Late last month, Arthur Desjarlais, a 38-year-old Indigenous man, was sentenced to 110 days in jail for six separate thefts from Manitoba Liquor Marts over the past year. He had just finished serving a sentence for liquor store thefts when he was arrested again in April.
Desjarlais is a child and grandchild of residential school survivors. Diagnosed with fetal alcohol spectrum disorder (FASD), he was abused as a child and spent a great deal of his youth in foster care. Three of his eight children have died, including one who was struck and killed by an off-duty police officer who was intoxicated at the time.
Despite full knowledge of this background, the judge sentenced him to jail, concluding “I’m afraid that we’ve been saying that for so many years that now everybody just thinks I can walk in and steal because the courts don’t think it’s that important. I don’t think that’s the message I can send out. I do think a jail sentence is appropriate.”
This sentencing occurred a week after a 16-year-old Indigenous boy allegedly wielding a machete was shot nine times by police outside a 7/11 store in Winnipeg, and a 15-year-old boy was arrested and charged for attacking three Manitoba Liquor employees.
Each of these incidents — the incarceration of a man suffering from intergenerational trauma and disability, the police shooting of a teenager in crisis, and a violent rampage by an even younger boy — are representative of a deeply sick society that has abandoned the most vulnerable with brutal austerity, relentless cuts to community services including resources for mental health and substance abuse, and ever-growing police power. Together, they are emblematic of how colonialism, capitalism, and incarceration decimate communities and advance white supremacy.
As Friedrich Engels and Rosa Luxemburg so aptly put it, our choice is between socialism and barbarism. Regrettably, the Manitoba NDP and the province’s unions have opted for barbarism.
A history of violence
The close relationship between the NDP, unions, and the police is nothing new.
Having been in government for the majority of the last two decades, the ostensibly social democratic party is largely responsible for Manitoba’s outsized carceral system, with the province home to the highest per-capita rate of prisoners in the country (roughly 70 percent of adults in custody are Indigenous). While in power, the NDP introduced a bail breaches policy and an Integrated Warrant Apprehension unit while also welcoming the Harper government’s draconian Bill C-10, which among many things introduced mandatory minimum sentences for many offenses.
In a debate with the Conservative corrections critic, [NDP minister of justice Andrew] Swan bragged he was building more jail cells than any conservative government. In fact, Swan and the NDP are building four times as many jail cells in Manitoba as the Harper Conservatives.
Similarly, the Manitoba Government and General Employees’ Union (MGEU) has long represented prison guards, like the ones who killed Errol Greene by repeatedly denying him necessary epilepsy medication while he was being held in the Remand Centre in 2016.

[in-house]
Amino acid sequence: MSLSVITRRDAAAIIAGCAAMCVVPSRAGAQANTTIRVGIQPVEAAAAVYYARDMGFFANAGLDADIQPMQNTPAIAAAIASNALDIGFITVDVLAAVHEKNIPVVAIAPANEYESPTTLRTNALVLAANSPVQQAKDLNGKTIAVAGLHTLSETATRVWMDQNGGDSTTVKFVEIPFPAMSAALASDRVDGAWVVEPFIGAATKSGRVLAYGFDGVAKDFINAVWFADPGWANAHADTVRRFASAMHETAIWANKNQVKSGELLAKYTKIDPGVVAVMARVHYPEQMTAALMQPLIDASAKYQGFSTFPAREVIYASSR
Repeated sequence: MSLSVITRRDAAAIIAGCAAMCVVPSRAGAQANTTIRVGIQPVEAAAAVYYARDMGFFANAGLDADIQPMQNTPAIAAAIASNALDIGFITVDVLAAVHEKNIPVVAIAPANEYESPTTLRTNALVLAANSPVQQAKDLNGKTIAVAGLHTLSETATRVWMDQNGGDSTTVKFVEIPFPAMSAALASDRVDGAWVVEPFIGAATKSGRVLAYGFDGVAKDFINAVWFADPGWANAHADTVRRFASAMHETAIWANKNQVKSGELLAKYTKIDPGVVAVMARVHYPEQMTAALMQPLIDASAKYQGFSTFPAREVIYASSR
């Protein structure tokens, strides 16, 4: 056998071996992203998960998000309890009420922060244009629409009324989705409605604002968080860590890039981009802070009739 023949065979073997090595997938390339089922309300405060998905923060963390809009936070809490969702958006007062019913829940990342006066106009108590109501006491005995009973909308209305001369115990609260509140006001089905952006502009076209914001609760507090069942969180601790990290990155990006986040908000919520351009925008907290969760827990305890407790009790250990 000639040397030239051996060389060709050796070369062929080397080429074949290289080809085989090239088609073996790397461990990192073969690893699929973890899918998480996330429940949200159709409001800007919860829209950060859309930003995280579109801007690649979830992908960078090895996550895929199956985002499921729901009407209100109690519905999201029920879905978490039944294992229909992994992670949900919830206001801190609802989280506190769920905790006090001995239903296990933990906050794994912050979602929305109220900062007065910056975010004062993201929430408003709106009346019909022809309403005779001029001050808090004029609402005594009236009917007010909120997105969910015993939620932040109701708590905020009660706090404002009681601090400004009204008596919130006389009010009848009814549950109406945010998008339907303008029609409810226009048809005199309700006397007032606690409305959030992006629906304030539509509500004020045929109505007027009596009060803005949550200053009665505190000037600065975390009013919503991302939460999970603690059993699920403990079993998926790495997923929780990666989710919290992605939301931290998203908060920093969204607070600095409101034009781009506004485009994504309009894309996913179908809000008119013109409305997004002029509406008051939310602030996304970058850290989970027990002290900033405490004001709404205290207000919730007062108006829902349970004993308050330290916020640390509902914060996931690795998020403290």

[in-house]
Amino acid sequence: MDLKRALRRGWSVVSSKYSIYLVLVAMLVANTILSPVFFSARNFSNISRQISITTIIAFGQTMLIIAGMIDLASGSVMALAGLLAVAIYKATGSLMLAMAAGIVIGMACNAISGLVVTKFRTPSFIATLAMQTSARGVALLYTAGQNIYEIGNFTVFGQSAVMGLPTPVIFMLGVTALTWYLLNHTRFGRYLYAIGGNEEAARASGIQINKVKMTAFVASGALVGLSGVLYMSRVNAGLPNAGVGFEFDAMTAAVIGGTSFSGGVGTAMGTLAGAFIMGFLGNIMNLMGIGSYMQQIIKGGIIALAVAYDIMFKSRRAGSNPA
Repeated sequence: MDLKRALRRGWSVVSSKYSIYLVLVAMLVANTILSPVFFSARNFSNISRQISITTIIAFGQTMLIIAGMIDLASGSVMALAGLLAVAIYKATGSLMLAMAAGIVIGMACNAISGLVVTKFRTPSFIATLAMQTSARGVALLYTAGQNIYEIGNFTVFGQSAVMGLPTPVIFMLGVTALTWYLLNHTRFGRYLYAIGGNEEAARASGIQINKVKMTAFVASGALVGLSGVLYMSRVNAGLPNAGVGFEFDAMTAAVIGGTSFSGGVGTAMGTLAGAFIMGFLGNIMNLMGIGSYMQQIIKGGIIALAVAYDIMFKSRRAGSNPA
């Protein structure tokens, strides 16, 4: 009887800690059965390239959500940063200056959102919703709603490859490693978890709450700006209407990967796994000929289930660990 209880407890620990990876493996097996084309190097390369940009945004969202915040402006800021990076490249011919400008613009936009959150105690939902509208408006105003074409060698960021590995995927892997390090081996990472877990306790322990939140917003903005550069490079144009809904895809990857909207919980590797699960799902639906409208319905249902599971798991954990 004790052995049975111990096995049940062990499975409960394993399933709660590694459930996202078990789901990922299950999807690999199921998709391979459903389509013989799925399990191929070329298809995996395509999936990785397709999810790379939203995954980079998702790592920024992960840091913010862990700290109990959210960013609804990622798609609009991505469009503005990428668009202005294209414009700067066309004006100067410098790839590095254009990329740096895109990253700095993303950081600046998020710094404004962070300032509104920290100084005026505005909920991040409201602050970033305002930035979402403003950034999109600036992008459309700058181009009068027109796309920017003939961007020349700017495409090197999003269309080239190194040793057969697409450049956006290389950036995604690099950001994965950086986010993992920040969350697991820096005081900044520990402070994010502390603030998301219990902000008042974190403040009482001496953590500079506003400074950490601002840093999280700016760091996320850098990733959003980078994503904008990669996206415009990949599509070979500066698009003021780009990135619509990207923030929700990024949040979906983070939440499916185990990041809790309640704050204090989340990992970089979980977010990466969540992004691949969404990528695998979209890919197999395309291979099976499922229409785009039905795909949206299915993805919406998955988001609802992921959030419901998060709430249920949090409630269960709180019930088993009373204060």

Almost nobody in the institutional left in Manitoba speaks publicly about these atrocities. In effect, they are swept under the rug: if mistakes were made, they are well in the past. The provincial NDP is now led by Wab Kinew, an Anishinaabe man, while many unions brag about their progressive credentials and dedication to reconciliation with Indigenous peoples.
Yet, as always, actions speak louder than words.
There’s an old sheriff in town
In response to the surge in liquor store thefts and property crimes more broadly, the NDP and unions have doubled down on explicitly racist and costly “law and order” responses.
During Tuesday’s Question Period, NDP MLA Bernadette Smith demanded three consecutive times that armed police officers be placed in all liquor stores. She also advocated for the hiring of more “loss prevention officers” and the acceleration in construction of “enhanced security entrances.”
Smith’s calls echoed pleas made by another NDP MLA, Adrien Sala, in late November, who tweeted about the need for “peace/police officer at every store immediately and construction of secure entrances.” Sala’s tweet was retweeted by the official Manitoba NDP account. Another NDP MLA, Tom Lindsey, also attempted to shame the PC government after the attacks by the 15-year-old boy: “It seems this government has waited until somebody got hurt before they decided to implement new security measures.”
Liquor Mart employees deserve to feel safe in their workplaces and should see timelines for response measures. Need peace/police officer at every store immediately and construction of secure entrances should be highest priority @JeffWharton4MLA @MGEU_Pres https://t.co/bEdcOGs6j6— Adrien Sala (@AdrienLouisSala) November 29, 2019